In his New Year message UFU president Ian Marshall has said that as we enter 2016 farmers need to be positive about what they can do to influence the future and their individual business.
He was speaking against a background of a difficult 2015 for all sectors in the industry.
He added: “The hope at the start of any New Year is that it will be better than the one just gone. Many farmers will conclude it would be difficult for 2016 to be worse than 2015, with its nonexistent summer saved by a good autumn, poor prices for all the major commodities and a weak euro making life difficult for exports and cutting the value of our CAP payments. What these all had in common were that they were beyond the control of farmers – and as we enter 2016 farmers need to be positive about what they can do to influence the future and their individual business.
“With the arrival of the New Year we are in the 2016 Year of Food and Drink in Northern Ireland. This is an opportunity to show people here and further afield just how good our industry is at every level. Farmers, large and small, are the foundation of the number one industry in Northern Ireland, whether that is measured by employment or contribution to the economy. As such we should all feel part of these celebrations of the industry’s successes. It is an opportunity for us to reflect on how much farmers deliver. I hope that when Open Farm Weekend comes around in June the focus on food will create a new agenda for farmers to highlight their businesses. We have a lot to be proud of, and we must use the Year of Food and Drink to show that while we have short term and damaging financial problems in the industry we are here for the long haul as the most resilient industry in Northern Ireland,” he added.
“New Year messages should be upbeat but as a farming union representing just under 12,000 members we know first-hand how tough 2015 was, and those tough times will continue well into the New Year. We can explain all the reasons behind them, and they are all global in nature. Volatility, it seems, has become the new normal for farming. We will most likely continue with our efforts to negotiate changes and find solutions, locally, in London and in Brussels. However it would be wrong to suggest there is a magic bullet or a pool of new money that could end these serious difficulties. We will continue pressing for measures to ease the cash flow crisis on many farms across Northern Ireland, but realistically we must begin looking to the future. We have to find solutions to the damage caused by volatility. If we do not do so, we are condemning ourselves to live permanently with a boom and bust situation. This will not be easily or quickly achieved, but it is the road we must begin to travel as thoughts begin to turn to the mid-term review of the CAP in 2017, and to the next big reform after 2020.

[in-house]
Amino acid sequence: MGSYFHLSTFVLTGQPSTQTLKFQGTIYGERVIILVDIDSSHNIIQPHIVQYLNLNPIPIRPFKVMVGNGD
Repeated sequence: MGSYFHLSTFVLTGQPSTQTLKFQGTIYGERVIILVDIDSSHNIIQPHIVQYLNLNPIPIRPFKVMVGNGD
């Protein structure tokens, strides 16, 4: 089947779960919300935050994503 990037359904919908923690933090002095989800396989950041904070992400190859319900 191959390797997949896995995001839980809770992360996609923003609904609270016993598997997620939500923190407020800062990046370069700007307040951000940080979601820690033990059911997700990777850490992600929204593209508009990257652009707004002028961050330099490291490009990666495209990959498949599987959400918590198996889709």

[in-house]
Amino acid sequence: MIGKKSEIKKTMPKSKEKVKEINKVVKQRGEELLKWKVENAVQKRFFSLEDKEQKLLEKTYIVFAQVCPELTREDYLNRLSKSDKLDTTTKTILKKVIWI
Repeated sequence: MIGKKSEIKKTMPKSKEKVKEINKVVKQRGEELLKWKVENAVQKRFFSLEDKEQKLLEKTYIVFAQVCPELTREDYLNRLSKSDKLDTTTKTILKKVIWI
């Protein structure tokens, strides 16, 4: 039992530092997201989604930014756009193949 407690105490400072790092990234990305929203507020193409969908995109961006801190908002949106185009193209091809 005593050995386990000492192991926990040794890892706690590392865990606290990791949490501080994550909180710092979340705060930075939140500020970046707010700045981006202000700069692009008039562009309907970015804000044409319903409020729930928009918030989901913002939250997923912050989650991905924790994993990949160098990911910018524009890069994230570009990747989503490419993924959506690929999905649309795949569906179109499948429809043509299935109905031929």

“As an organisation and as farmers we have to look at what we can do to help ourselves. The Union are already involved both centrally and financially in a number of major new initiatives including the development of new markets, particularly outside the EU, making better use of genomics in livestock farming and implementing livestock disease eradication and control programmes. One particularly important area is that of succession and land tenure and I am pleased that the UFU and Young Farmers’ Clubs of Ulster have already begun working together on this. We need to find ways that young farmers, with lots of energy, can get into the industry by working with older farmers who want to slow down or leave the industry, but who have land, lots of knowledge and no obvious succession. It is an old adage, but nonetheless true that ‘youth are the future’ and I hope 2016 will see this relationship between the UFU and YFCU develop further,” said Mr Marshall.
“The New Year will also see mainstream politics coming to the fore. We will have Assembly elections in May, and we will be challenging all the political parties to use their manifestos to show a genuine and meaningful commitment to farming and food. The issue of the UK referendum on EU membership will also dominate the political agenda, and indeed could even take place in 2016. While we have not yet taken a formal position on how our members should vote, we are clear that both sides should set out in detail how they see the future for agriculture in or out of the European Union.
“At the start of the New Year what we all hope for health for ourselves and our families. That is never within our gift, but as UFU president the one guarantee I can give is that as the UFU comes closer to its Centenary celebrations in 2018 we will fight as hard for all our members as the organisation has over the past 98 years. Even if it is a very different industry today some things have not changed – the pride we as farmers have in what we do, and the “